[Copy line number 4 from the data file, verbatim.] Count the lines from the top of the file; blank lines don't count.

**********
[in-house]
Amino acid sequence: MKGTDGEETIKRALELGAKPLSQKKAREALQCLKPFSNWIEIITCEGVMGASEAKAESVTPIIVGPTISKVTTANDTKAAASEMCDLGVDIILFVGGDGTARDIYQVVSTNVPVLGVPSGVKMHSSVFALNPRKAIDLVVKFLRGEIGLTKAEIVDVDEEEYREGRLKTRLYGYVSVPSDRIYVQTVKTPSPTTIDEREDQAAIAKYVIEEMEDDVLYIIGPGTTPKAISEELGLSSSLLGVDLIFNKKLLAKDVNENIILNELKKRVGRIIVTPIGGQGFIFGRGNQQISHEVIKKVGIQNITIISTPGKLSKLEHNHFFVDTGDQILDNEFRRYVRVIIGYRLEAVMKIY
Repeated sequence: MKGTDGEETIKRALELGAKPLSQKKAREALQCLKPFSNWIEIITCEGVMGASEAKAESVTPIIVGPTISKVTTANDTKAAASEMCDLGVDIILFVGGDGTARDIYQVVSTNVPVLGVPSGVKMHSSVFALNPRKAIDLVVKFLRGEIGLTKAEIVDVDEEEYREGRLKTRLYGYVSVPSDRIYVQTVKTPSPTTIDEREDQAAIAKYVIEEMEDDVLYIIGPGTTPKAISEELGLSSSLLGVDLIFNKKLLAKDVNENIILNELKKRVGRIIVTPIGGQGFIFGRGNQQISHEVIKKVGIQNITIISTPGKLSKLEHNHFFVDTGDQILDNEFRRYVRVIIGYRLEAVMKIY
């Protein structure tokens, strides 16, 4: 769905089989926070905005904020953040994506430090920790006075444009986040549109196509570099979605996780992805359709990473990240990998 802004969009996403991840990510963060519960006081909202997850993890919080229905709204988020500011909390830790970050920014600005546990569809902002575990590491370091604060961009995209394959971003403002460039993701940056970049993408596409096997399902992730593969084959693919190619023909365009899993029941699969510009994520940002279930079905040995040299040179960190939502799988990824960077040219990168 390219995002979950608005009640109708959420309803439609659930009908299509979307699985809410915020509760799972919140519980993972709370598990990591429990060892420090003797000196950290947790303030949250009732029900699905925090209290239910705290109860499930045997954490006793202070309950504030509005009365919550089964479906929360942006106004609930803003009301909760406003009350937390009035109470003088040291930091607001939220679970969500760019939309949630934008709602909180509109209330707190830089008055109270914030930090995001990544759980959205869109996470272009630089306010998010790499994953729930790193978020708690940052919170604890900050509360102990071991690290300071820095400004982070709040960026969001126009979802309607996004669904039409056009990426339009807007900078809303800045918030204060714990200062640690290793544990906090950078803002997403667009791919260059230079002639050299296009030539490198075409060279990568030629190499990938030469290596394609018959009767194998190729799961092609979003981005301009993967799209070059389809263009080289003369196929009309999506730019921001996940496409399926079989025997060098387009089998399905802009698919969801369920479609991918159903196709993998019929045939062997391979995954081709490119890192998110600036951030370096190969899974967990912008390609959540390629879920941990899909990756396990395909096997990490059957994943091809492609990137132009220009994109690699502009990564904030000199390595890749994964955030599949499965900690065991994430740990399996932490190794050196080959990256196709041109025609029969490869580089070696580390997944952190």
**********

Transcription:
């Protein structure tokens, strides 16, 4: 769905089989926070905005904020953040994506430090920790006075444009986040549109196509570099979605996780992805359709990473990240990998 802004969009996403991840990510963060519960006081909202997850993890919080229905709204988020500011909390830790970050920014600005546990569809902002575990590491370091604060961009995209394959971003403002460039993701940056970049993408596409096997399902992730593969084959693919190619023909365009899993029941699969510009994520940002279930079905040995040299040179960190939502799988990824960077040219990168 390219995002979950608005009640109708959420309803439609659930009908299509979307699985809410915020509760799972919140519980993972709370598990990591429990060892420090003797000196950290947790303030949250009732029900699905925090209290239910705290109860499930045997954490006793202070309950504030509005009365919550089964479906929360942006106004609930803003009301909760406003009350937390009035109470003088040291930091607001939220679970969500760019939309949630934008709602909180509109209330707190830089008055109270914030930090995001990544759980959205869109996470272009630089306010998010790499994953729930790193978020708690940052919170604890900050509360102990071991690290300071820095400004982070709040960026969001126009979802309607996004669904039409056009990426339009807007900078809303800045918030204060714990200062640690290793544990906090950078803002997403667009791919260059230079002639050299296009030539490198075409060279990568030629190499990938030469290596394609018959009767194998190729799961092609979003981005301009993967799209070059389809263009080289003369196929009309999506730019921001996940496409399926079989025997060098387009089998399905802009698919969801369920479609991918159903196709993998019929045939062997391979995954081709490119890192998110600036951030370096190969899974967990912008390609959540390629879920941990899909990756396990395909096997990490059957994943091809492609990137132009220009994109690699502009990564904030000199390595890749994964955030599949499965900690065991994430740990399996932490190794050196080959990256196709041109025609029969490869580089070696580390997944952190």